Systemic lupus erythematosus (SLE) is a chronic autoimmune disease characterized by flare-ups, the causes of which are not known. In accordance with new concepts in stress research, this study investigated whether daily psychosocial stressors interfere with immunological processes in SLE. Because such processes are unique to each individual, single-case design using time-series analysis (Box and Jenkins) was applied.
A 40-year-old woman with SLE (last flare-up September 1995) was interviewed initially to determine major life events and difficulties (using the Life Events and Difficulties Schedule) in the previous 2 years. She was then observed for 63 days. Urine neopterin, an immunological parameter demonstrated to parallel disease activity in SLE patients, was measured in daily overnight urine. Daily incidents were identified weekly by the Incidents and Hassles Inventory and independently rated. Intervening factors, including infections, medication, and lifestyle, were controlled.
Retrospectively, data obtained from the Life Events and Difficulties Schedule indicated that major life events and difficulties had preceded the patient’s last flare-up in 1995. Although there were no clinical signs of SLE during this prospective study of 63 days, cross-correlational analyses revealed that “moderately” stressful incidents associated with higher levels of emotional irritation (lag 0: +0.271, p< .05) predicted an increase in urine neopterin the following day (lag 1: +0.441, p< .05). Moreover, a 7-day cyclicity in neopterin levels that corresponded to the weekly examinations and interviews was found.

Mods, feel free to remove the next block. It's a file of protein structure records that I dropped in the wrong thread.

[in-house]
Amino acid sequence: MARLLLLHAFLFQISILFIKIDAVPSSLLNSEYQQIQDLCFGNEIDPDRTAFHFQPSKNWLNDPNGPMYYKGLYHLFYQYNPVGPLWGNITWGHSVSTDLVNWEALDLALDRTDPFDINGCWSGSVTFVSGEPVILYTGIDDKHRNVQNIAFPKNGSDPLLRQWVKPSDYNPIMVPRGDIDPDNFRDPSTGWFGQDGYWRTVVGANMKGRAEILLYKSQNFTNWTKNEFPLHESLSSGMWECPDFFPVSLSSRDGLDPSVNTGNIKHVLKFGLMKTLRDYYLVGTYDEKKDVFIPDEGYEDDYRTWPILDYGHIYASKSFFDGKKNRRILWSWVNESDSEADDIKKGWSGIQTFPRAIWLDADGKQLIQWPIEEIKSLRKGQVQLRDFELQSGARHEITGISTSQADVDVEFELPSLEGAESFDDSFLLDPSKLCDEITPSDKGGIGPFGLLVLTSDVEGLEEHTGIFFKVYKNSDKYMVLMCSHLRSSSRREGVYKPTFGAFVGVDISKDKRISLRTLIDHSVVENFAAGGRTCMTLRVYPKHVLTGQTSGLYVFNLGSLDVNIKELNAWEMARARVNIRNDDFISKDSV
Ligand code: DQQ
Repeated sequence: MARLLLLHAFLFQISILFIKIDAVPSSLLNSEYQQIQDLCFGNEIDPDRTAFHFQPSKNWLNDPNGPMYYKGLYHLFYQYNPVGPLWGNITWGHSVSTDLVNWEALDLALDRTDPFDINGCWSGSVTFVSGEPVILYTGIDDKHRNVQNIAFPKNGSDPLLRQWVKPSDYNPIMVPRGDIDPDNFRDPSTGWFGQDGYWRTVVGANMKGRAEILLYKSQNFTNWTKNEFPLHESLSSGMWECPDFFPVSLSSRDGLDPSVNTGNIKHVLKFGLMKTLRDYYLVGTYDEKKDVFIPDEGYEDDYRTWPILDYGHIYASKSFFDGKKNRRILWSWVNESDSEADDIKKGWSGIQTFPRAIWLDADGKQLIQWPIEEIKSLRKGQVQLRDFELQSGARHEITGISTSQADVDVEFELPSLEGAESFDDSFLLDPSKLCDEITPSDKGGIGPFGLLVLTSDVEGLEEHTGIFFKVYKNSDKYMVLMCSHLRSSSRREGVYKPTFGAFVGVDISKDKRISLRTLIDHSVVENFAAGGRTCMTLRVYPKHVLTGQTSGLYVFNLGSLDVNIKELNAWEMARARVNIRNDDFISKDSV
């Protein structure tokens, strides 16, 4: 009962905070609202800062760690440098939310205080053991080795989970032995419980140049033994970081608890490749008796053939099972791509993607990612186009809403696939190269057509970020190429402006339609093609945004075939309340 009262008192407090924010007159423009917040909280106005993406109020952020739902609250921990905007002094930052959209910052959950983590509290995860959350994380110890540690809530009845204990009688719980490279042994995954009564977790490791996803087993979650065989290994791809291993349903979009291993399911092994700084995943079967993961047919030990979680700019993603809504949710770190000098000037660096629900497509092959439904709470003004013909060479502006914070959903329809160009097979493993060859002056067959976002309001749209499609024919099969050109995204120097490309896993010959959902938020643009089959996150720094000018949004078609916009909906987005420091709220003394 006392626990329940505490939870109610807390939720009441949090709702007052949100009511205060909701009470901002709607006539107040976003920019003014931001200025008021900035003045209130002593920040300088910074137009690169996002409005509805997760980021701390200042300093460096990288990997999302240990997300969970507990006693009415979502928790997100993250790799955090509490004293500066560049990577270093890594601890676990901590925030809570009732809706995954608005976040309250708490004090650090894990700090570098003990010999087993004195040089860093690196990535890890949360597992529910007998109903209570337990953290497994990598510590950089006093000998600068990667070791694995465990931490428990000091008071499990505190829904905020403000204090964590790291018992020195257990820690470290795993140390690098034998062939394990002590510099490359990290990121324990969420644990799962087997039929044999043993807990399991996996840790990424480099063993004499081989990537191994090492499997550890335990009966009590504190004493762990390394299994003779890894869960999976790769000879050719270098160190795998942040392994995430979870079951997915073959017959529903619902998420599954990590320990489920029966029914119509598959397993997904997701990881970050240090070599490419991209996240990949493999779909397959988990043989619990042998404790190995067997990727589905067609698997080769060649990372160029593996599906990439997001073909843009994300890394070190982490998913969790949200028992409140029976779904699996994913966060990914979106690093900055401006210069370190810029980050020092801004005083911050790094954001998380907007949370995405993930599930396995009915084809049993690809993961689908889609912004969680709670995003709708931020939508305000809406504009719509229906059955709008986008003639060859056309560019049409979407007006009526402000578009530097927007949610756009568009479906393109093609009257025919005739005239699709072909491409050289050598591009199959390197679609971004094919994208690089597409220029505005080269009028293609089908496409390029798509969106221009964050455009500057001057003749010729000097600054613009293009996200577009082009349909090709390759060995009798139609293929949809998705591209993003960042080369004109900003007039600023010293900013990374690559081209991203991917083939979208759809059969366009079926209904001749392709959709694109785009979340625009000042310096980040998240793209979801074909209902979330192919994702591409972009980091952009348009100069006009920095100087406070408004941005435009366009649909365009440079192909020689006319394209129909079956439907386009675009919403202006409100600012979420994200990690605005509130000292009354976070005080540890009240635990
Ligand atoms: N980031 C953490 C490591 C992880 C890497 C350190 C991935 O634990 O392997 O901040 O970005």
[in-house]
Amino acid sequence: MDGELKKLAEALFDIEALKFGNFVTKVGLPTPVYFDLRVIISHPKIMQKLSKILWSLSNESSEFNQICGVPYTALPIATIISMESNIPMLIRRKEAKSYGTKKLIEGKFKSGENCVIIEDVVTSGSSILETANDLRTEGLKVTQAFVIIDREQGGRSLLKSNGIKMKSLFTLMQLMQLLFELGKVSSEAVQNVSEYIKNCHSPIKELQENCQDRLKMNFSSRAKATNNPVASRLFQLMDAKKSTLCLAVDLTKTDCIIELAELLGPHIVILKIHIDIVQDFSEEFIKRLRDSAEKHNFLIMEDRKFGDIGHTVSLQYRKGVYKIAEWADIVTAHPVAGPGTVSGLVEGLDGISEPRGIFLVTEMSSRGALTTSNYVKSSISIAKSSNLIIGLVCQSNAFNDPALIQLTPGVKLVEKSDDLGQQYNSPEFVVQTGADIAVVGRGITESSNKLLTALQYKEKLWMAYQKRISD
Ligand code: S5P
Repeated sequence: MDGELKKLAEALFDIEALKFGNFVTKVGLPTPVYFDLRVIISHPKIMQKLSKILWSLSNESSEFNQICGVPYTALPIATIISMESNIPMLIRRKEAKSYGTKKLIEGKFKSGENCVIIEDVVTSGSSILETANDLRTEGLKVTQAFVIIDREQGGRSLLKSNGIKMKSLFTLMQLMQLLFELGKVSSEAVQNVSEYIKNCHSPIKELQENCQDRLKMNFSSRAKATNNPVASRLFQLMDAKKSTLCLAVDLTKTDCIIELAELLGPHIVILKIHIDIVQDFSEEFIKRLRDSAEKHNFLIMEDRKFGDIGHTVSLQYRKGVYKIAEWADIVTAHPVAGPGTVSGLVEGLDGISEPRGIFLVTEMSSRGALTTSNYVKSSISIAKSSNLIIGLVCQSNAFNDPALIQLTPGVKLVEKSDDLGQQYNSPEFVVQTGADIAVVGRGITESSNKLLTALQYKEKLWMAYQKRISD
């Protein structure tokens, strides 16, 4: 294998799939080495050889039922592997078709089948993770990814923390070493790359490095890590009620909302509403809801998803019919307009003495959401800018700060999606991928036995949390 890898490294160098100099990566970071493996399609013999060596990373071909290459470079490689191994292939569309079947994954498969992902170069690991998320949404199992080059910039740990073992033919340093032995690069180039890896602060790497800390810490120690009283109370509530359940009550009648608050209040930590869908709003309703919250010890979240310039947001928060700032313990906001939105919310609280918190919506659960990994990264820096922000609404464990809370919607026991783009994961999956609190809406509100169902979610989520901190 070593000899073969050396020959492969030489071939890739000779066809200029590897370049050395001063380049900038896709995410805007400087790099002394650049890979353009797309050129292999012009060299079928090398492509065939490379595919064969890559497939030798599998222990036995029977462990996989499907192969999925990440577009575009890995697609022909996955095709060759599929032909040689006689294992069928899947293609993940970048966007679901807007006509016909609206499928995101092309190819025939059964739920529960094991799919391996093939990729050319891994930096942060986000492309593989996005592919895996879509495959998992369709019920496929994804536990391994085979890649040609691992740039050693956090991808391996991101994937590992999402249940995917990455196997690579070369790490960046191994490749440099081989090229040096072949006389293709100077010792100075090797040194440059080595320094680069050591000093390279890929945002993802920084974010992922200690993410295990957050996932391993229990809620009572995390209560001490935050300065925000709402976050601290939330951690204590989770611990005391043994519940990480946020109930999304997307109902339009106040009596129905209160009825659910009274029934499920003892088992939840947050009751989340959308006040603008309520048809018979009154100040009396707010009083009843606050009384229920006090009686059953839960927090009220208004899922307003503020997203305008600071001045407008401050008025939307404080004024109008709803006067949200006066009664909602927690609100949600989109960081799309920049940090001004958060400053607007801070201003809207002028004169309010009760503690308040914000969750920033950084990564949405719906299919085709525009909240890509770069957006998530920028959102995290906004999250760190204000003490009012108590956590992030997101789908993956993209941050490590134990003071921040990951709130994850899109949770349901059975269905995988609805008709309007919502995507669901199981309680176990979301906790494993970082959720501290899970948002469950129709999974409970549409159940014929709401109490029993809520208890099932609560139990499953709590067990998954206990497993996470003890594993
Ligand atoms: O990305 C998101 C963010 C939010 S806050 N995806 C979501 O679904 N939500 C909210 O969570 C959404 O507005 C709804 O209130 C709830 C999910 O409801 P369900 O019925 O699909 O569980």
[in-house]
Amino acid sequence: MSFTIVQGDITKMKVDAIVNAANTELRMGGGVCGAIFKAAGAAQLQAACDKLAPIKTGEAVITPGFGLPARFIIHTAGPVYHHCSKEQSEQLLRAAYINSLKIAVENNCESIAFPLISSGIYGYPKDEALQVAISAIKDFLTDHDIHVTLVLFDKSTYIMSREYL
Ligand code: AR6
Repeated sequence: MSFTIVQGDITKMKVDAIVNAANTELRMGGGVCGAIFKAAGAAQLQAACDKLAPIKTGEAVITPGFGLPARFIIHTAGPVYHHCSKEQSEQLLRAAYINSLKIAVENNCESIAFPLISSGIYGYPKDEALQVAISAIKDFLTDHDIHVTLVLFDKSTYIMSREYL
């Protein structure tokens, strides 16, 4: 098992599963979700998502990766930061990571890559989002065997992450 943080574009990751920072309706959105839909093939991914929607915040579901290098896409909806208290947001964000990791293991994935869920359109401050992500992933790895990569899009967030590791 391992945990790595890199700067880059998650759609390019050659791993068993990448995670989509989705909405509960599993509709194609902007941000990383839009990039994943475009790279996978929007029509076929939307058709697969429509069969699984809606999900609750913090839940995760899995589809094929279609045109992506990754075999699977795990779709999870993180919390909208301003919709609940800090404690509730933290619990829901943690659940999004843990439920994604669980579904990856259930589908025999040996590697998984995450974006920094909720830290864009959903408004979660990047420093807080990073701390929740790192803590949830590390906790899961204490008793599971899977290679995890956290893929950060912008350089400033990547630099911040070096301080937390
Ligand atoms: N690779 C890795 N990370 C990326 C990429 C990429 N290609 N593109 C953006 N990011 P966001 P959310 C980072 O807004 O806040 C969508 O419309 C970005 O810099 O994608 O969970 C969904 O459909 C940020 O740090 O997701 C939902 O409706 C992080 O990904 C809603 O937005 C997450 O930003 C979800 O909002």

This study showed a causal relationship between psychosocial stressors and urine neopterin concentrations that may be related to SLE disease activity. Furthermore, the workability of an integrative approach using single-case design and time-series analysis in psychoneuroimmunology was demonstrated for the first time.
From the Departments of Medical Psychology and Psychotherapy (C.S., A.L., G.R., E.C., G.S.) and Internal Medicine (P.K.), University Hospital Innsbruck, and Institute of Medical Chemistry and Biochemistry (D.F.), University Innsbruck, Innsbruck, Austria.
Received for publication July 21, 1998;
revision received May 13, 1999.
Address reprint requests to: Christian Schubert, MD, Department of Medical Psychology and Psychotherapy, University Hospital Innsbruck, Sonnenburgstrasse 9, A-6020 Innsbruck, Austria. Email: Christian.Schubert@uibk.ac.at